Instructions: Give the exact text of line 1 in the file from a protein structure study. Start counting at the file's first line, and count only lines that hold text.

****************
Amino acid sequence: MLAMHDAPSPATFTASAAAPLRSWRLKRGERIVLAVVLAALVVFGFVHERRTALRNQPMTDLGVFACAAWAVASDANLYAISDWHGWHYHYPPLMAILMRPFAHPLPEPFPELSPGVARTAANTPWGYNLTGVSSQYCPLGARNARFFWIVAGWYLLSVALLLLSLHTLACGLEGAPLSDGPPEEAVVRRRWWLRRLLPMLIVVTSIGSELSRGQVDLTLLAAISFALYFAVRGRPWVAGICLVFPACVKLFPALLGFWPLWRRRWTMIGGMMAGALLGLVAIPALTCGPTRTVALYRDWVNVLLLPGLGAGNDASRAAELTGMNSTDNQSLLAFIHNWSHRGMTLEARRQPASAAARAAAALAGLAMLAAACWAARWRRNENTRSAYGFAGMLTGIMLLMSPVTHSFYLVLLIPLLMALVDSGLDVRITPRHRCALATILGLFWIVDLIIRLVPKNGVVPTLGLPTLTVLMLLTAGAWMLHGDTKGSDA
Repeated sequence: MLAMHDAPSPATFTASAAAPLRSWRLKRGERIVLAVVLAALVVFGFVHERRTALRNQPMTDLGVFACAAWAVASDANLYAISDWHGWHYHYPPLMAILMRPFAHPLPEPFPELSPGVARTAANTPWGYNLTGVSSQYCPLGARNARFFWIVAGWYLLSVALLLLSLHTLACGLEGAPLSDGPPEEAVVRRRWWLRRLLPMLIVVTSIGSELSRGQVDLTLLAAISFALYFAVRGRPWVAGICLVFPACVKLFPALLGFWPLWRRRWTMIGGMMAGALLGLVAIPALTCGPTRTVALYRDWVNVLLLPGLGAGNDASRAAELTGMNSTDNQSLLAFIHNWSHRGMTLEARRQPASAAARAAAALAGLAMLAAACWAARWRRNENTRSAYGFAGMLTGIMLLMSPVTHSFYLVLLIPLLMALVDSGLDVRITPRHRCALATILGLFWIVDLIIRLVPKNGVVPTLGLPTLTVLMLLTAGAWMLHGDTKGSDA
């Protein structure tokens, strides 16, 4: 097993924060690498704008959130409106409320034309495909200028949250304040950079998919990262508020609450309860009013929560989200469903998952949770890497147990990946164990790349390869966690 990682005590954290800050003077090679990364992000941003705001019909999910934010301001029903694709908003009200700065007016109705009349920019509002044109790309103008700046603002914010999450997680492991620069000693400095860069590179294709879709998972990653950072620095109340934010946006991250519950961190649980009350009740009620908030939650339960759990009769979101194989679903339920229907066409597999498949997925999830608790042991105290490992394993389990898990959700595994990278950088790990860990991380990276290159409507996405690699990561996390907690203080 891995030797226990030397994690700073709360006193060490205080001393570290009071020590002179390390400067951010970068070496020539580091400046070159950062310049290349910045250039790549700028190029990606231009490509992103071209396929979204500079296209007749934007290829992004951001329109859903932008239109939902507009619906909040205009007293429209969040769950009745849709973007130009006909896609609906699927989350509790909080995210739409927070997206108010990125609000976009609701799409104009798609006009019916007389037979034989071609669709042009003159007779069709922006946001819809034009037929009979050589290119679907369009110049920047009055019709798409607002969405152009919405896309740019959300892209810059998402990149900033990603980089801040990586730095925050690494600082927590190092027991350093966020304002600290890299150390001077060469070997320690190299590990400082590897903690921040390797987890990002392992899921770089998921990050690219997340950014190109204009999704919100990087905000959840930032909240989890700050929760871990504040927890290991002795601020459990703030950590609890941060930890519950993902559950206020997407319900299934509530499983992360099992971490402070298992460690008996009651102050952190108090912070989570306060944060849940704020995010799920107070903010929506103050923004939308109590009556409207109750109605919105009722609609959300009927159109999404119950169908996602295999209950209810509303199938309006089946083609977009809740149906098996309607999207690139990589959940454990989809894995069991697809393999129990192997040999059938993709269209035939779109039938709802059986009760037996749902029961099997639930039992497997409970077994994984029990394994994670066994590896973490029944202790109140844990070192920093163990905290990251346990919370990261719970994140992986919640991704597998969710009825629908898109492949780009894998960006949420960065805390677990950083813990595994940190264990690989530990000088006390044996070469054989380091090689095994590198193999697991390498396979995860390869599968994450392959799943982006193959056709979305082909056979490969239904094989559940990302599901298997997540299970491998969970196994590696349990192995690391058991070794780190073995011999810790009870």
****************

Amino acid sequence: MLAMHDAPSPATFTASAAAPLRSWRLKRGERIVLAVVLAALVVFGFVHERRTALRNQPMTDLGVFACAAWAVASDANLYAISDWHGWHYHYPPLMAILMRPFAHPLPEPFPELSPGVARTAANTPWGYNLTGVSSQYCPLGARNARFFWIVAGWYLLSVALLLLSLHTLACGLEGAPLSDGPPEEAVVRRRWWLRRLLPMLIVVTSIGSELSRGQVDLTLLAAISFALYFAVRGRPWVAGICLVFPACVKLFPALLGFWPLWRRRWTMIGGMMAGALLGLVAIPALTCGPTRTVALYRDWVNVLLLPGLGAGNDASRAAELTGMNSTDNQSLLAFIHNWSHRGMTLEARRQPASAAARAAAALAGLAMLAAACWAARWRRNENTRSAYGFAGMLTGIMLLMSPVTHSFYLVLLIPLLMALVDSGLDVRITPRHRCALATILGLFWIVDLIIRLVPKNGVVPTLGLPTLTVLMLLTAGAWMLHGDTKGSDA